Lancashire head coach Peter Moores ‘honoured’ to land elite coaching role ahead of 2016 Rio Olympic Games

By Ross McLean

Proud Lancashire coach Peter Moores is one of only ten people nationwide to be accepted onto UK Sport’s Elite Programme for world-class development.

The programme is designed to ensure leading athletes benefit from world-class coaching as part of UK Sport’s wider planning for the 2016 Olympic Games in Rio de Janeiro.

The former England coach is one of two non-Olympic coaches invited to join the three-year programme, with Moores expecting to thrive in the elite surroundings.

“I am honoured to have been selected for this fantastic programme,” he said.

“I have always thrived in elite coaching environments and to be working with top coaches from other sports will be an incredible experience.

“I continue to have very strong ambitions for my coaching career within cricket and I see this as a great marker in that path.

“I’d like to thank Lancashire CCC and the ECB for their support throughout this process.”

Moores joined Lancashire in 2009 and was in charge when they secured their first outright County Championship win for 77 years two years later.

The 50-year-old also led Sussex to the title in 2003 – the first in their 164-year history – before succeeding Rod Marsh as ECB National Academy Director in 2005.

Lancashire Cricket Director, Mike Watkinson, played a big part in bringing Moores to the North West and acknowledges the former wicket-keeper batsman’s insatiable desire for improvement.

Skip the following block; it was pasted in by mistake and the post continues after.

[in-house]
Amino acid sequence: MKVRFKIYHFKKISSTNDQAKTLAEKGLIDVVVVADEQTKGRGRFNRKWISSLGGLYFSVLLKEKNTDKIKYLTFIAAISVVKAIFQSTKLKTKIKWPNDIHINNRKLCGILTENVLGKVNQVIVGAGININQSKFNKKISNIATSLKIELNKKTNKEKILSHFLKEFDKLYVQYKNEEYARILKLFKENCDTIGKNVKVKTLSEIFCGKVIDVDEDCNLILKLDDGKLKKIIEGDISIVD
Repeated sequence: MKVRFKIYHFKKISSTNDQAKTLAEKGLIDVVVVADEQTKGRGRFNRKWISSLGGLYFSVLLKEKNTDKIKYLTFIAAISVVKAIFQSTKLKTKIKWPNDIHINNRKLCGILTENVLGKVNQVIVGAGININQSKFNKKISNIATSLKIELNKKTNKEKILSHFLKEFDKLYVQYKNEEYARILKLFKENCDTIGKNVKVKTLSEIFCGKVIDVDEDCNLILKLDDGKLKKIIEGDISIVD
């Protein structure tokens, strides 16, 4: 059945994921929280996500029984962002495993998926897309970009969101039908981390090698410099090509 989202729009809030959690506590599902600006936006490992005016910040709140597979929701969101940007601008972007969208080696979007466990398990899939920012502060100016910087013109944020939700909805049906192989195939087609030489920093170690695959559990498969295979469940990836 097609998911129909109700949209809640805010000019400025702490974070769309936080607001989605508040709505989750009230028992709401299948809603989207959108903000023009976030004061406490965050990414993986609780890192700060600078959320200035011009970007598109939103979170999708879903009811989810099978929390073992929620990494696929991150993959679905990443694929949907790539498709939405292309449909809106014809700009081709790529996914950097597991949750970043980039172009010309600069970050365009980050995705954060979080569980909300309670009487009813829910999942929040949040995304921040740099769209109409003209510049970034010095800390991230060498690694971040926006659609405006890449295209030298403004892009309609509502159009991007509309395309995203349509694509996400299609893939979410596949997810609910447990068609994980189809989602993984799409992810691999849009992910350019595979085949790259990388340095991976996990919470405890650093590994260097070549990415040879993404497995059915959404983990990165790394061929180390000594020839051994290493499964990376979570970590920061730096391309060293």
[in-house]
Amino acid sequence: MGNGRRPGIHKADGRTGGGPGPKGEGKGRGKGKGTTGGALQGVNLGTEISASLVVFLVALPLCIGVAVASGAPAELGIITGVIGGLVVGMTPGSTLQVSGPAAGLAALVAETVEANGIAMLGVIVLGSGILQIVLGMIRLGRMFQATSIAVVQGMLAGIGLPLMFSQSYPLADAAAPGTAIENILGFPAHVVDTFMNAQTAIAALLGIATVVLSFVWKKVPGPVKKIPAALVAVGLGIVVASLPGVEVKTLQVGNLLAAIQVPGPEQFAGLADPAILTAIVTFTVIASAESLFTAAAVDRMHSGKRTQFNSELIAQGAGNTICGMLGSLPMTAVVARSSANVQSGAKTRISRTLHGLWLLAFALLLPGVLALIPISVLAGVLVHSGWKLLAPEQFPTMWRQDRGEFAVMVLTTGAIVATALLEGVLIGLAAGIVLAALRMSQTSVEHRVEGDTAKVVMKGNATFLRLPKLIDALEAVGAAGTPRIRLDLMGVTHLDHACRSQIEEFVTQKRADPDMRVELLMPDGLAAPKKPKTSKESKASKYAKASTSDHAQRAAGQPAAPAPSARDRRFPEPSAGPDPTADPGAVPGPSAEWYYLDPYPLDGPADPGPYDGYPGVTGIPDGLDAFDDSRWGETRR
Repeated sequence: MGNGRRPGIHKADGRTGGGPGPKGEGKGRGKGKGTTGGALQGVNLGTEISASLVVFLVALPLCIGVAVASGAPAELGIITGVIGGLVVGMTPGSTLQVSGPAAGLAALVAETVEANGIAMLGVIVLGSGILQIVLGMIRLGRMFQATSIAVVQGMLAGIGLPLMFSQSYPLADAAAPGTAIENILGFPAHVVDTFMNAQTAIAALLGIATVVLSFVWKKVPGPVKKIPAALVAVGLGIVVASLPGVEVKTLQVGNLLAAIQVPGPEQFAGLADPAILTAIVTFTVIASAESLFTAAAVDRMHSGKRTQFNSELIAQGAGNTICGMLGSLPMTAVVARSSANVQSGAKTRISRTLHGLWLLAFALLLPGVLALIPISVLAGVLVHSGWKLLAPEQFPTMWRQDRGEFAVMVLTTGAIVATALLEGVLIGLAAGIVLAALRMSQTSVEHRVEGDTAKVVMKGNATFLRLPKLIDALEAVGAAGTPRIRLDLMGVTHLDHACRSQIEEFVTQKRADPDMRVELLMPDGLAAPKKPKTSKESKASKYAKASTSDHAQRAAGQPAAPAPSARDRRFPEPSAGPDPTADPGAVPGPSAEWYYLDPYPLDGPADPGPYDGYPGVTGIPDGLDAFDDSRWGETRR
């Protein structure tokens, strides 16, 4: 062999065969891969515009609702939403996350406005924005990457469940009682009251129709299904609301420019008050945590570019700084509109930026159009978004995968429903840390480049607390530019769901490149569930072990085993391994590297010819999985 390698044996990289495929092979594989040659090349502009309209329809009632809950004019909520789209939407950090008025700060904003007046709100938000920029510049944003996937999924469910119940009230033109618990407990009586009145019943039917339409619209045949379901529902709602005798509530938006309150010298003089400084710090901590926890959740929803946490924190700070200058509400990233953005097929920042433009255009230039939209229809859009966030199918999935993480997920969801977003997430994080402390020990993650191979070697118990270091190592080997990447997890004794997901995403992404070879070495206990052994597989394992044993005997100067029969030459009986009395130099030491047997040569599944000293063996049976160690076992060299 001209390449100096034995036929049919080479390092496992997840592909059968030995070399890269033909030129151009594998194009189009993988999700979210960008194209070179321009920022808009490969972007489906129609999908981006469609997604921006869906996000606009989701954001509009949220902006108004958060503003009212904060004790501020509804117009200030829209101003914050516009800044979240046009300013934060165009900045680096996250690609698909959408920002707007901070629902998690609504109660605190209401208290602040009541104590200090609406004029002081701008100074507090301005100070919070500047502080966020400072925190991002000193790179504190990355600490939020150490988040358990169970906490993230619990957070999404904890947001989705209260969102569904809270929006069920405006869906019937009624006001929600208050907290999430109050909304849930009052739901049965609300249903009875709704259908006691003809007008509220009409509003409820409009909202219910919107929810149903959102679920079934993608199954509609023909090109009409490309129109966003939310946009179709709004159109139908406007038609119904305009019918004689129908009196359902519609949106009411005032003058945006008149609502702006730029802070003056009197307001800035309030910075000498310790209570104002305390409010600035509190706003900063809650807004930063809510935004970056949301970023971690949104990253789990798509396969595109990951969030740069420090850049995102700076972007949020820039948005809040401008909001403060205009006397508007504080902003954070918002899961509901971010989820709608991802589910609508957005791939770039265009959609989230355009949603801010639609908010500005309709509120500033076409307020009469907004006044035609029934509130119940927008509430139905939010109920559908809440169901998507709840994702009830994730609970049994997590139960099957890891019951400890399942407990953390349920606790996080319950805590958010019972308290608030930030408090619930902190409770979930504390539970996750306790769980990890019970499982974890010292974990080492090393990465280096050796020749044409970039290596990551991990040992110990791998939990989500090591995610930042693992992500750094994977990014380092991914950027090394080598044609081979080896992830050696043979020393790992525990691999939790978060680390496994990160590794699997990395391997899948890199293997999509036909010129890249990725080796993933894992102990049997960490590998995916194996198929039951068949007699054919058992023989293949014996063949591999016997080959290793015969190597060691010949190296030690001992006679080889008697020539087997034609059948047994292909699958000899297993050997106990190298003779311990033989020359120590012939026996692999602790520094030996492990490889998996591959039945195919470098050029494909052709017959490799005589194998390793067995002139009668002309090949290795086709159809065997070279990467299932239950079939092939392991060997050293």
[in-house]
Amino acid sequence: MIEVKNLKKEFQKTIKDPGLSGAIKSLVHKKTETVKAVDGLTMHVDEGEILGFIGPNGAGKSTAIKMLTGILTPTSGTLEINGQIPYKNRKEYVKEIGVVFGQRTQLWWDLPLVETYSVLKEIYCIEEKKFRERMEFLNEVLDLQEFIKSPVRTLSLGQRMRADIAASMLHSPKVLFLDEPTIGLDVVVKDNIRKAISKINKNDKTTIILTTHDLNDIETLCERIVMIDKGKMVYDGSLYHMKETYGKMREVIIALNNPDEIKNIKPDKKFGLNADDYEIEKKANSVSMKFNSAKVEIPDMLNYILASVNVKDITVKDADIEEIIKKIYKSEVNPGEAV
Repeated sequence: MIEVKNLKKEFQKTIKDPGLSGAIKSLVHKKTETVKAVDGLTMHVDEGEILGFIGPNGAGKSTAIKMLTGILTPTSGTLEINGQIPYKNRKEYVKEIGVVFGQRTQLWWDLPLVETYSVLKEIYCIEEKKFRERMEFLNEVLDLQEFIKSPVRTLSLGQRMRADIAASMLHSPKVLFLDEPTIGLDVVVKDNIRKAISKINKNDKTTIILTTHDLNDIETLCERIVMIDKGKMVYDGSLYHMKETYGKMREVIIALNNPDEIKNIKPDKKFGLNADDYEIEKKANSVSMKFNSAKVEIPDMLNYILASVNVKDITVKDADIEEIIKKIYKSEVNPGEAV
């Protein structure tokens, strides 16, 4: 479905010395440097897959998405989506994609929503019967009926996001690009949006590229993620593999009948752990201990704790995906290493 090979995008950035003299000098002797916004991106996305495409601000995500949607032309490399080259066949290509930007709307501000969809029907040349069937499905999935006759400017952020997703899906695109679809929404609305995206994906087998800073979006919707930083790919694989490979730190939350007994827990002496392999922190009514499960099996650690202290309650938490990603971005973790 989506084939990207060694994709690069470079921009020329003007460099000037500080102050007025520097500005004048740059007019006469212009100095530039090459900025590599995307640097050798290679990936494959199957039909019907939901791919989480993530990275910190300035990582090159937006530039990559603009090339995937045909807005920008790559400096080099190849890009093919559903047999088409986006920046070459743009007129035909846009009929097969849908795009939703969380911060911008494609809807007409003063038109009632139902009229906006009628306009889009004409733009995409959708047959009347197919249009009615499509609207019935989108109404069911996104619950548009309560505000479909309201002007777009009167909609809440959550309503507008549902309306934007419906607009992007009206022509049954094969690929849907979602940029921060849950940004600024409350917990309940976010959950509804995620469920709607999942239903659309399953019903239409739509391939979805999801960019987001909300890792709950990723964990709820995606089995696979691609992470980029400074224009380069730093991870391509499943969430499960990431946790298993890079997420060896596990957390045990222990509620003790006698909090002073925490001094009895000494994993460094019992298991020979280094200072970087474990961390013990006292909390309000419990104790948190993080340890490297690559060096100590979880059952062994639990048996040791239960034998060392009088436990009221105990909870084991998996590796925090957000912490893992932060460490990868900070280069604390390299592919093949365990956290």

“We are delighted that Peter has been accepted to be a part of this world class coaching programme,” he said.

“Despite his successes and achievements as a coach he always strives to improve personally and create a challenging environment for himself and his players. 

“This will be a great opportunity to further develop and share knowledge and experiences across the various sports.”

Moores is renowned as an innovative coach and will share knowledge with leading coaches currently working in British sport as part of the UK Sport programme announced last November.

Hugh Morris, Managing Director of the England and Wales Cricket Board, was delighted with Moores’ accolade, hoping there will be wider future benefits to the game of cricket.

“Peter has always been at the forefront of our on-going efforts to ensure that cricket can learn and share best coaching practice with other sports,” he said.

“I am delighted that he has been chosen to be part of such a prestigious and innovative programme.

“It is a tremendous personal honour for him and will undoubtedly be of long-term benefit to our game.”

Image courtesy of LordsCricketGround, via YouTube, with thanks.

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